• The only thing I can come up with is that the database must EXIST on all sql servers in the AG but having it IN the AG isn't what's needed. The next question is if we were to delete all content from the database would it care? My thought is it SHOULDN'T if it truly is just transient data, but so far we can't PROVE that is true. – Tyler Walton Apr 4 '19 at 13:57
  • We know that it is transient data. We know that we can take the SQL Server offline and the farm, as a whole, will continue to function. You can contact PSS, if you want -- they'll tell you just that. – Trevor Seward Apr 4 '19 at 14:40
  • see my comment above on your answer. Just because its functioning doesn't mean errors aren't being generated. Errors in general will cause someone to wake me up and tell me my application is throwing critical errors, and that is an impact on farm operations even if I tell them "its safe to ignore it." When they ignore that one, then they'll also ignore other critical errors they shouldn't. That's not best practice. The whole point of the AG is so when it fails over to the secondary system it continues to operate the same as on the primary node. If its throwing errors that's not the case. – Tyler Walton Apr 4 '19 at 16:22

The solution to my problem was a fairly simple, others have contributed to this answer but it wasn't entirely accurate. If you utilize an HA system you cannot have the Health Usage database in the high availability during patching as it causes the PSConfig application to error, this is what others have said and it is accurate. During the patching process the application attempts to set the database into single user mode and this cannot be done while the database is participating in a database mirroring / high availability configuration. This is what was causing my error in the first place.

If your system utilizes multiple SQL servers, if you fail over to your secondary node your system will throw critical errors until you create a new database on the node that does not have it. This is acceptable by some however I felt it was avoidable.

To proactively prevent this, all SQL servers in your high availability farm should have the database setup manually but not participating in the HA. What I did was I generated a CREATE TO script from the primary node SQL server for this database and go to each server and execute it on each server. I got errors regarding maximum key length and index errors but they were all warnings and didn't appear to effect the system that I could tell. I also received stored procedure errors noting that dependencies were missing, again, I believe those can be ignored as well as they were more than likely caused because of the order of generation of the automated script and would be created later. Use this at your own discretion. The alterative is to use the set-SPUsageApplication command however I believe this may cause additional problems if you have another database somewhere else named the same, and if you try to specify the same GUID directly it may not work as well for a duplication error. I was unable to get it to work myself, in either regard so this is why I chose to script it directly to the SQL server, hoping to avoid duplication issues.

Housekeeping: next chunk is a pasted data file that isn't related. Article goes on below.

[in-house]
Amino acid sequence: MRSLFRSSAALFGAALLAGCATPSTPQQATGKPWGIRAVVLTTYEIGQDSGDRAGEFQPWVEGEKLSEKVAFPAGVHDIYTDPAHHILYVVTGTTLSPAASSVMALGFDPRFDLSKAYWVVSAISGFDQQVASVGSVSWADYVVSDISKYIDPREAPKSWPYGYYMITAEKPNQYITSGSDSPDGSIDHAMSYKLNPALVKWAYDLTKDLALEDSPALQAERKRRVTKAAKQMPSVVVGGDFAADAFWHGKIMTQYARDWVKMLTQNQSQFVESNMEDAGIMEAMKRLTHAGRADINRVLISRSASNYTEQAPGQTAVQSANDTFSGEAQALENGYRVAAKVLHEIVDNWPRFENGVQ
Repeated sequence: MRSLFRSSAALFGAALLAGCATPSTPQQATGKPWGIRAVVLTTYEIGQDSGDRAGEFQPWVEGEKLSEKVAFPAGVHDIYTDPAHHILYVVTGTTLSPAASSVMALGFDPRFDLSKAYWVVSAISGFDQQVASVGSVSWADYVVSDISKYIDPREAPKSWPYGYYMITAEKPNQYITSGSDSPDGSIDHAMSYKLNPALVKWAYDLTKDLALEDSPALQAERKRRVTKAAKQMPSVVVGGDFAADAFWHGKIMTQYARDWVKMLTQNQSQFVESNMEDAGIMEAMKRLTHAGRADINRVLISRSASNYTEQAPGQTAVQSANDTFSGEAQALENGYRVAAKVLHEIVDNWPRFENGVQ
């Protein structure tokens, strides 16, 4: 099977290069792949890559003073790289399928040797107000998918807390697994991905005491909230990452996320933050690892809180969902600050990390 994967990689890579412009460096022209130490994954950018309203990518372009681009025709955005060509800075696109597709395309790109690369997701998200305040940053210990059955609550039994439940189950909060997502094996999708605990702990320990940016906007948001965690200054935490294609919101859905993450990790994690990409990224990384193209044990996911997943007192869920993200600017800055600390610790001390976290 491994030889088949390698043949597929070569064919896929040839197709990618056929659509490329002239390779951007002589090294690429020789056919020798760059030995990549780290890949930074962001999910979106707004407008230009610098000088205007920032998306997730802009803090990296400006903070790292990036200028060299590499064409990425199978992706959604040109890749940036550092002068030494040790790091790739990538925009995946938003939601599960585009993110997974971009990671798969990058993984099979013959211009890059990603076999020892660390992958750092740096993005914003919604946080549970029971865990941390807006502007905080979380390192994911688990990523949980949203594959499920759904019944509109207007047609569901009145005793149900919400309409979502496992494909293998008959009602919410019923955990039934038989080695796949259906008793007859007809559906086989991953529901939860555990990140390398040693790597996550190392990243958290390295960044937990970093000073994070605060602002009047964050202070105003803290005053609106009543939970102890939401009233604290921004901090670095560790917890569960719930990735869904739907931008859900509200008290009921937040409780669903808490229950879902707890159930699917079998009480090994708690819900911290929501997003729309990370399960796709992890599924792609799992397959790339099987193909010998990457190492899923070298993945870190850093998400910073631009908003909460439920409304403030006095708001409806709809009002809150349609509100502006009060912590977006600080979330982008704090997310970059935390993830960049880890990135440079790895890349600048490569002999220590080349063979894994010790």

SharePoint doesn't know your system uses a high availability so the simple solution is to backup the database and restore it on each server, but in my case I had 30GBs of data in my primary node database so I could not do that either. The content shouldn't matter according to other posters since the data is transient data. Either way, SharePoint doesn't know those servers need it setup and since you cannot utilize the high availability to generate the database on each server (which imo would be far simpler) it must be done manually for each server and this is not outlined anywhere in any whitepapers that I saw so I had to makeshift something that would solve the problem.

While the system will function without the database, you will see critical errors. This is the only method to avoid critical errors and additionally without the database in existence, PSConfig will not run as well until you create the database on a node that it does not exist in. This was the only way I was able to resolve it in an acceptable manner that stopped errors on my sharepoint farm. As this is obviously not officially adopted by Microsoft at the time of this post, use at your own discretion.

So the answers to my questions above:

1) The database connection string is configured in the original starting GUI in the PSConfig. If you use the command line it will pull the database setup from the SharePoint_Config database shown in the central administration under the System Settings -> Manage servers in this farm section. You can utilize an HA listener as long as the health usage database is not in the high availability configuration and accessible to the listener.

2) While this database is not breaking to SharePoint operations if it doesn't exist, the database is critical to proper operations and must exist in your farm, if not for day to day operations and preventing errors but also to properly patch the application as PSConfig will attempt to alter the database to single user mode during patching and will not function if the database does not exist. Additionally it will throw critical errors to your application errors log in the OS if it doesn't exist but as Trevor stated above, it will not bring your system down completely and can be handled without end users noticing any problems on their end regardless of its existence.